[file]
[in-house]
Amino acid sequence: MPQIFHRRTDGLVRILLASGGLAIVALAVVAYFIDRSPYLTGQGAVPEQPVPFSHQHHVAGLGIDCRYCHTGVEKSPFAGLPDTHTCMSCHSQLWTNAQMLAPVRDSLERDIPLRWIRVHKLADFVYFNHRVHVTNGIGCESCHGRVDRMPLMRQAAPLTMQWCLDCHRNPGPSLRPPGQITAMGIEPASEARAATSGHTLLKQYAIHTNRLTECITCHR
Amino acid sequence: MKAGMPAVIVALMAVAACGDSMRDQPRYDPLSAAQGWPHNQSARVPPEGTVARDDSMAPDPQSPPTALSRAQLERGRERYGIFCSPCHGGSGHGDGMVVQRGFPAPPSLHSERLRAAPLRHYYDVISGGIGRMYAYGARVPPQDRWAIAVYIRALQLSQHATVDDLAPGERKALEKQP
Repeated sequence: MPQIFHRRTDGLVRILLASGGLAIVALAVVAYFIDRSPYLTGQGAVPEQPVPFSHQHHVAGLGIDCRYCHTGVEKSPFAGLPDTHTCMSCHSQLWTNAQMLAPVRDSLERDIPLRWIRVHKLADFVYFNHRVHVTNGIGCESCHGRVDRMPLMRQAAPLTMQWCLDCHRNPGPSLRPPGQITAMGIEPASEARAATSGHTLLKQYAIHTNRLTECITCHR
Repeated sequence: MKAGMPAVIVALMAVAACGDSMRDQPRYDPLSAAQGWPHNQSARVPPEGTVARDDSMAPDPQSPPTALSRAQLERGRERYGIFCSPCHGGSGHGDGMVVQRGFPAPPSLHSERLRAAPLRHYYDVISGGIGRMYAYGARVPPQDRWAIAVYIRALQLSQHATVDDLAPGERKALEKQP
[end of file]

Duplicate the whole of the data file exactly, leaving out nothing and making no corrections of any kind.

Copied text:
[in-house]
Amino acid sequence: MPQIFHRRTDGLVRILLASGGLAIVALAVVAYFIDRSPYLTGQGAVPEQPVPFSHQHHVAGLGIDCRYCHTGVEKSPFAGLPDTHTCMSCHSQLWTNAQMLAPVRDSLERDIPLRWIRVHKLADFVYFNHRVHVTNGIGCESCHGRVDRMPLMRQAAPLTMQWCLDCHRNPGPSLRPPGQITAMGIEPASEARAATSGHTLLKQYAIHTNRLTECITCHR
Amino acid sequence: MKAGMPAVIVALMAVAACGDSMRDQPRYDPLSAAQGWPHNQSARVPPEGTVARDDSMAPDPQSPPTALSRAQLERGRERYGIFCSPCHGGSGHGDGMVVQRGFPAPPSLHSERLRAAPLRHYYDVISGGIGRMYAYGARVPPQDRWAIAVYIRALQLSQHATVDDLAPGERKALEKQP
Repeated sequence: MPQIFHRRTDGLVRILLASGGLAIVALAVVAYFIDRSPYLTGQGAVPEQPVPFSHQHHVAGLGIDCRYCHTGVEKSPFAGLPDTHTCMSCHSQLWTNAQMLAPVRDSLERDIPLRWIRVHKLADFVYFNHRVHVTNGIGCESCHGRVDRMPLMRQAAPLTMQWCLDCHRNPGPSLRPPGQITAMGIEPASEARAATSGHTLLKQYAIHTNRLTECITCHR
Repeated sequence: MKAGMPAVIVALMAVAACGDSMRDQPRYDPLSAAQGWPHNQSARVPPEGTVARDDSMAPDPQSPPTALSRAQLERGRERYGIFCSPCHGGSGHGDGMVVQRGFPAPPSLHSERLRAAPLRHYYDVISGGIGRMYAYGARVPPQDRWAIAVYIRALQLSQHATVDDLAPGERKALEKQP